Paris, “the City of Lights,” is currently illuminated by flickering candles. The candles, along with flowers and other items, are memorial decorations at the various sites where three hours of carnage by terrorists transpired Friday evening. The Islamic State group has claimed responsibility for the rampage.
There are reportedly 129 fatalities and more than 350 wounded. According to French officials, there were three teams of terrorists who almost simultaneously targeted a half dozen sites, none more horrific than the 89 slain in the massacre at a concert at the Bataclan.
Not since the bombings in Madrid in 2004, where 191 people were killed, has Europe been rocked by such a horrific terrorist attack.
“The situation here is very sad, and the city is on edge,” said Thierry Fournet in a telephone interview Sunday evening. Fournet is a journalist and filmmaker who recently returned to his home in France after a brief visit to the states. “This time the situation is different from the one in January, when they attacked Charlie Hebdo, the satirical paper. [Seventeen people were killed at the paper and at a nearby Jewish deli.] At that time they wanted to kill the journalists and Jewish people. But this time it’s very random and the motive is not clear.”
Fournet said that the authorities have advised people to stay at home until things are under control.
When asked about the panic that occurred Sunday when thousands of people hurried from a memorial site, he said, “Some of them heard a noise and began to run and then everybody fled from the site. It’s just a nervous reaction that seems to be everywhere.”
He said his son, who is a musician, knew several members of Eagles of Death Metal, a rock band from Palm Desert, Calif., that was performing at the Bataclan. It was reported that a merchandise manager traveling with the band was among those killed.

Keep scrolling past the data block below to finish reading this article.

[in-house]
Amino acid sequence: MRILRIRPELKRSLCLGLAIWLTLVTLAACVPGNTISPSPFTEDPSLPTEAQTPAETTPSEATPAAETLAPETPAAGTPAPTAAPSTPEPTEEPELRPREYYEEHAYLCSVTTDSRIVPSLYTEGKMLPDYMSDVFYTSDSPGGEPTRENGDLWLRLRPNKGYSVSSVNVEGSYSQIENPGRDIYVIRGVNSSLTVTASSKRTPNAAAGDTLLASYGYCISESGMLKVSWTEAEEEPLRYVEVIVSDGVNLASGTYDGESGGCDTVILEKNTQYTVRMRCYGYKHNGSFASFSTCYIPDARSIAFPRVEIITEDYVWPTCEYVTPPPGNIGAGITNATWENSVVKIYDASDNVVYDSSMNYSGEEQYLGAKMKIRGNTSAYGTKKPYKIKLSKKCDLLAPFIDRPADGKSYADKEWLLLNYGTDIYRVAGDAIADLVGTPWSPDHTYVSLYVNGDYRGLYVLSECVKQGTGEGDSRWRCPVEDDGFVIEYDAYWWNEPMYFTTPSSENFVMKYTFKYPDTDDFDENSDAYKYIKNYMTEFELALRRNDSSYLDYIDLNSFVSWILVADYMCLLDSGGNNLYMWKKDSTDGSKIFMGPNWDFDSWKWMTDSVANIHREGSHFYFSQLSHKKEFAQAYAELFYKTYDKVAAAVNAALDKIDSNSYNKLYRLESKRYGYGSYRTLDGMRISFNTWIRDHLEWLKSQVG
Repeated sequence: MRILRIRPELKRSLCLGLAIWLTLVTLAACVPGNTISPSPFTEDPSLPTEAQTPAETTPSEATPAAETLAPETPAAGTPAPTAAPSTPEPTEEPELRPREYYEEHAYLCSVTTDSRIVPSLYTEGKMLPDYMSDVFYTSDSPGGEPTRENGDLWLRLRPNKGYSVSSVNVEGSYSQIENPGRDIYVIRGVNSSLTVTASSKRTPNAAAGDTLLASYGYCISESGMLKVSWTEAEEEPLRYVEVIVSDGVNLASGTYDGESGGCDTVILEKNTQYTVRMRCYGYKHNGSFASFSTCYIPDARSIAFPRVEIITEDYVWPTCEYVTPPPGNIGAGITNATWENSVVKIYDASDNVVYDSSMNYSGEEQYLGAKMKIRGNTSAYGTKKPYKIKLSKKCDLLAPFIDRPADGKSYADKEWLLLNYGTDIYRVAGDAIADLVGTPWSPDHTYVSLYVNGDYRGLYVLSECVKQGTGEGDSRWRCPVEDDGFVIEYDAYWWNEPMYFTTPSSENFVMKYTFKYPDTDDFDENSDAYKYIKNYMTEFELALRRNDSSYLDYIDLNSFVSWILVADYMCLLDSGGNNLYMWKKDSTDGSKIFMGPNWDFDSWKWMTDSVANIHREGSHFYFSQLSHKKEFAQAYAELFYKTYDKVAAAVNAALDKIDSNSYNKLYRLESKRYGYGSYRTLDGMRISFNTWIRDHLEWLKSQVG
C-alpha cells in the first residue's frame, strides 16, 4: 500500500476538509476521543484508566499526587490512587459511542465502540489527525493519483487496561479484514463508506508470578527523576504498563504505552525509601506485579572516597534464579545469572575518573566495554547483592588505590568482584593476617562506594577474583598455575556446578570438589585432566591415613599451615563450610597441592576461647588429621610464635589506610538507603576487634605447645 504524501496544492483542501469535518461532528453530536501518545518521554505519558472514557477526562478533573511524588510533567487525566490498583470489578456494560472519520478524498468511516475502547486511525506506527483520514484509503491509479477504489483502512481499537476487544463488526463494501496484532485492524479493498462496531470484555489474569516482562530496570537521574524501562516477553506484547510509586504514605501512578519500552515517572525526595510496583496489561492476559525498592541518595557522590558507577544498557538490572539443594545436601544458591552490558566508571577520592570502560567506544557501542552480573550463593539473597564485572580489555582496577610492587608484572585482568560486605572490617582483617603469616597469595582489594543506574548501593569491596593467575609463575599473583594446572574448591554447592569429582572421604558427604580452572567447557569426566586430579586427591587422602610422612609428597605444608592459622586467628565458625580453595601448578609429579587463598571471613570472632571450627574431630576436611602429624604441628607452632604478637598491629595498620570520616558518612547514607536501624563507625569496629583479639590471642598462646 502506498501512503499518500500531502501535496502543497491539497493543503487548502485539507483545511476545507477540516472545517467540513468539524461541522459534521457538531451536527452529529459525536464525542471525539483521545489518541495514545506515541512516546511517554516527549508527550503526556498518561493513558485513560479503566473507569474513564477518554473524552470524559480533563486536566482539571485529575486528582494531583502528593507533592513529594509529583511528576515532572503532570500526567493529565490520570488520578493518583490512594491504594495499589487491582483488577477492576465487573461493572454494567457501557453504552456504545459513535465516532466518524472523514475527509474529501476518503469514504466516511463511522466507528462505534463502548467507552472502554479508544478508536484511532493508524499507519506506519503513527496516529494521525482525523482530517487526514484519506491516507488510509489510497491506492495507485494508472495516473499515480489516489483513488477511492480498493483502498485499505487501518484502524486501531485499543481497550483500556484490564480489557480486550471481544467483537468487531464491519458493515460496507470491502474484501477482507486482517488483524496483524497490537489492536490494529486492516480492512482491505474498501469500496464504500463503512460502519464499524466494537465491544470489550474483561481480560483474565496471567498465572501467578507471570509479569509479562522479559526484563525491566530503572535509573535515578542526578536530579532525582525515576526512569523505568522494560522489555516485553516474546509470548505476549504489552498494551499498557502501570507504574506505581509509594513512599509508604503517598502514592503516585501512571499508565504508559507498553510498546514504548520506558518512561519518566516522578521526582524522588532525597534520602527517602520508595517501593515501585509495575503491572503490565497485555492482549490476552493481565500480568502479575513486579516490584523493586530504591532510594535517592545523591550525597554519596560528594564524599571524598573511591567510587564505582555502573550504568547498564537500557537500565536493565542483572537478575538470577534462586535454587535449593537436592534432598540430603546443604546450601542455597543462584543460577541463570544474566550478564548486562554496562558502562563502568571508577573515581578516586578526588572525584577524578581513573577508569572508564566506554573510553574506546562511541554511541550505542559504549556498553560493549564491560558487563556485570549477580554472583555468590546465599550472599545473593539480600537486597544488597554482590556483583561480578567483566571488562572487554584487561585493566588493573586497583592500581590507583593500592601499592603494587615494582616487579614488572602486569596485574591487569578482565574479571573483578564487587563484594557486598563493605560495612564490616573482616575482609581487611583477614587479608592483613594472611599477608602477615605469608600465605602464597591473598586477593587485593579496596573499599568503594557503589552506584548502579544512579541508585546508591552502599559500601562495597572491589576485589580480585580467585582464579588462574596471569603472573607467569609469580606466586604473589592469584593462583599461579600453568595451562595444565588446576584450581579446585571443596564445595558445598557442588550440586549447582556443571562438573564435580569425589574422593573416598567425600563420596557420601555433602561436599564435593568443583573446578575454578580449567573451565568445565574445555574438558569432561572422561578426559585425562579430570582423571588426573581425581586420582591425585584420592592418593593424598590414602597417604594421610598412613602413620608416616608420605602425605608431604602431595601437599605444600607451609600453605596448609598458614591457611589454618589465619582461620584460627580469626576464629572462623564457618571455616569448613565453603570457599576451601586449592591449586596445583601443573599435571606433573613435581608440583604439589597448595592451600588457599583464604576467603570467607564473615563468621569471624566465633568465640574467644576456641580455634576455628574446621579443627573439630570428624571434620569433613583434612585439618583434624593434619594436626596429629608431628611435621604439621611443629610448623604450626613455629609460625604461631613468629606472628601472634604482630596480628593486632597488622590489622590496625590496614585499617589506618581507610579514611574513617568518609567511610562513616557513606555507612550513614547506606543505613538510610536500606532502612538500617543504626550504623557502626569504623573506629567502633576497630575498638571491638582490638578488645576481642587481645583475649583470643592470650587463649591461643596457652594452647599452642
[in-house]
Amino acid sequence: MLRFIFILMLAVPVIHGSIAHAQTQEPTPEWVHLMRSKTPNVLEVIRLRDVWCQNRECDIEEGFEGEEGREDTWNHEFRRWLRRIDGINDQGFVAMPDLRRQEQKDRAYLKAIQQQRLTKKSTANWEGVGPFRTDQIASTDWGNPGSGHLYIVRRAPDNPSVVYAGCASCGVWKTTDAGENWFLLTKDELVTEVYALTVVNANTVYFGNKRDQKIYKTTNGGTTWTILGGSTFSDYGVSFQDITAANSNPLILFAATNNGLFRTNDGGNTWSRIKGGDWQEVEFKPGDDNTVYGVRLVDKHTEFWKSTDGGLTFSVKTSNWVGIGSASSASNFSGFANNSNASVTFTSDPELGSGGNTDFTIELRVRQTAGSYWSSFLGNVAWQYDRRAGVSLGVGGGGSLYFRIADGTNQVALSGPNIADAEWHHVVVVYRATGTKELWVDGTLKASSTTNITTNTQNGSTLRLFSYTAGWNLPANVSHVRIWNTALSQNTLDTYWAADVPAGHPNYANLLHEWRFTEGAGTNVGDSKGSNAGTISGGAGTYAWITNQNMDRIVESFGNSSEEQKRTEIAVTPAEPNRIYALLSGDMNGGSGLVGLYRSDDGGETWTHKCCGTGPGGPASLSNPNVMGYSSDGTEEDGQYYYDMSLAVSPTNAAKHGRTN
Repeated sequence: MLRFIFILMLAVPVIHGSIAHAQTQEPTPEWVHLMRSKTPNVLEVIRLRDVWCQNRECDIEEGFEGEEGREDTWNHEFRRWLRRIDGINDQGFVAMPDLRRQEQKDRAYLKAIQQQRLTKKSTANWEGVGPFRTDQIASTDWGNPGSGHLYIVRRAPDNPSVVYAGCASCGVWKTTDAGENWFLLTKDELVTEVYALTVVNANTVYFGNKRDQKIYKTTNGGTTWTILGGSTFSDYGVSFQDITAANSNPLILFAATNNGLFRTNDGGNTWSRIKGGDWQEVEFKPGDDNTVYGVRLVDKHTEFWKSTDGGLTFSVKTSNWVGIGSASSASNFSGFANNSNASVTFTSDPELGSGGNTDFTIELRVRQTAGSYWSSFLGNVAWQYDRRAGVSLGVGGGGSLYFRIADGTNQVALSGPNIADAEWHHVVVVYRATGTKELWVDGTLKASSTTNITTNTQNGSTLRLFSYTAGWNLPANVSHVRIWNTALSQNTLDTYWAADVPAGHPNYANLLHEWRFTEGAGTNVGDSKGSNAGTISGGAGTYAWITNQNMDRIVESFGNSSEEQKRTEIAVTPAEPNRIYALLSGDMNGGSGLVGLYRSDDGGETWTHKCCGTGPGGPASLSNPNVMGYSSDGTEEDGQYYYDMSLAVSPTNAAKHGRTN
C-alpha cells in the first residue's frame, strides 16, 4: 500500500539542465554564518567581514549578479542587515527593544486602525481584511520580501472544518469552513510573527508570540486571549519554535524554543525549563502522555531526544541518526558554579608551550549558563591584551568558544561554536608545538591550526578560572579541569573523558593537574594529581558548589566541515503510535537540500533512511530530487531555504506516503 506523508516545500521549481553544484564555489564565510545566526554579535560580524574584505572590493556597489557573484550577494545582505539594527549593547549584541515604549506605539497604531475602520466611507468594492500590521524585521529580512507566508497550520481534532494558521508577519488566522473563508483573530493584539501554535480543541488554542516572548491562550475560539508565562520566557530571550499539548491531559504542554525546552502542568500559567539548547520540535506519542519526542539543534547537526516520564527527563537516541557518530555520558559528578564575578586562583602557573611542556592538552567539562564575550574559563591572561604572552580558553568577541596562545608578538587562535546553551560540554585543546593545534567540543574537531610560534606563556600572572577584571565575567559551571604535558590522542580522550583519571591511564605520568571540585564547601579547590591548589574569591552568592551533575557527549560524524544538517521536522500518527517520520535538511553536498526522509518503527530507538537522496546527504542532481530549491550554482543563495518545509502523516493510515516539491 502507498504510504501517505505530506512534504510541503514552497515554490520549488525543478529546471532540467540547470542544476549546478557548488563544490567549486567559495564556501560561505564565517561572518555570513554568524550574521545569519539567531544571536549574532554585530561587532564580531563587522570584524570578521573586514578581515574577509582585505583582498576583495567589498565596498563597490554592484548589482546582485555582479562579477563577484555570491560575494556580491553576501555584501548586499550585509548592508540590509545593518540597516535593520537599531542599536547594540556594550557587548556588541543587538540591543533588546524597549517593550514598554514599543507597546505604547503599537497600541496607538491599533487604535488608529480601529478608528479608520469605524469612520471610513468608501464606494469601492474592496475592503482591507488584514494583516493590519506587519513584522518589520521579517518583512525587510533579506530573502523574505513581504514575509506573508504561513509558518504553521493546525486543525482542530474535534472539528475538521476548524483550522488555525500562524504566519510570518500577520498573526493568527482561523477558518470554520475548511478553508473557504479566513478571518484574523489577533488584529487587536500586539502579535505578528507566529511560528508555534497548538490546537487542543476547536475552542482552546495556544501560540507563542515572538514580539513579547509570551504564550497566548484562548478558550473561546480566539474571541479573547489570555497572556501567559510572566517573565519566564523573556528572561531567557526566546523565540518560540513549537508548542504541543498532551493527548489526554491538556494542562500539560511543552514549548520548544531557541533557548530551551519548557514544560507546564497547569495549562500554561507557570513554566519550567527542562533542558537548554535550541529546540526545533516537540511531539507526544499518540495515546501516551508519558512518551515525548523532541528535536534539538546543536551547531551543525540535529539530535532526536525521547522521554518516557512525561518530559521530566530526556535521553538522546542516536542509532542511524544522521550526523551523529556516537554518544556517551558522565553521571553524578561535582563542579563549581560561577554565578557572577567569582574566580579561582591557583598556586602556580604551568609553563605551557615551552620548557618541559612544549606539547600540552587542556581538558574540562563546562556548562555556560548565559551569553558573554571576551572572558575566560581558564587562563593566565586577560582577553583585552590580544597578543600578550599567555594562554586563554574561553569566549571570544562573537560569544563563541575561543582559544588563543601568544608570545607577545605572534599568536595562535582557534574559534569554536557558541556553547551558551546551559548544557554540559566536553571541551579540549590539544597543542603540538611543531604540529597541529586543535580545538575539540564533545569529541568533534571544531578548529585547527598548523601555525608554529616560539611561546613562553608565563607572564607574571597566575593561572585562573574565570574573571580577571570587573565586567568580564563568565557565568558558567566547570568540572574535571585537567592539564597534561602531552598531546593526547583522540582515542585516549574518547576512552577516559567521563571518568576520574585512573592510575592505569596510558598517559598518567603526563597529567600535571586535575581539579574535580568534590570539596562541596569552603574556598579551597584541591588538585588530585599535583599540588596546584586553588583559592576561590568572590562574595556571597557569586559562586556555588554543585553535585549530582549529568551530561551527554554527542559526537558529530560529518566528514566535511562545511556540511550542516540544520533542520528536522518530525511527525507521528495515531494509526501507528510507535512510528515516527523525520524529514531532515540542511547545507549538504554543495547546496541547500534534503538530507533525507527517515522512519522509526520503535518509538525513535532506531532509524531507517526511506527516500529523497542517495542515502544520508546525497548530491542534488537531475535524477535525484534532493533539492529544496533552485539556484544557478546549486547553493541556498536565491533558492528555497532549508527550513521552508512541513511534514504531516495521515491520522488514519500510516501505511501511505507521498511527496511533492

“My son is safe now, but terribly upset by what has happened here,” Fournet said. “I will be returning to Paris tomorrow and will keep you posted.”
One American student studying in France is among those killed. Meanwhile, France has mounted a series of airstrikes in retaliation against Islamic State in Syria. Also, a massive manhunt is underway for one of the known suspects. Two others are at large.
A day after the attacks, candidates vying for the Democratic presidential nomination were asked about the terrorist attacks in Paris during a debate in Des Moines, Iowa, and how they would deal with the incident if they were president. (President Barack Obama had already called a press conference and expressed his outrage. He extended his sympathy to those who had lost friends and relatives in the slaughter.)
Sen. Bernie Sanders basically skipped past the question, choosing to focus on the millionaires and billionaires who he planned to tax heavily if elected. Former Secretary of State Hillary Clinton met the question directly, stating a different position from the Obama administration. “It cannot be contained,” she said of the Islamic State. “It must be defeated.”
But in an appeal to the leftists among her supporters, she said the U.S. role in the Middle East should be a matter of leadership. “This cannot be an American fight.”
Fournet said it’s difficult to find the motive for the attacks, unless they are a result of the long alliance between the U.S. and France, or in retaliation to the drone killings of Islamic State leaders, including “Jihadi John,” often depicted in videos wielding a knife before a number of beheadings of hostages. It may be nothing more than the “perversity” that Islamic State has posted on the Internet, and this reason makes the crimes all the more insufferable.
“One of the reasons the people are so apprehensive here,” Fournet explained, “is that ISIS has reported that there were eight terrorists in the team, and only seven have been accounted for thus far.”
Since September, France has been conducting a series of airstrikes against Islamic State, but now the missions have increased in number and intensity.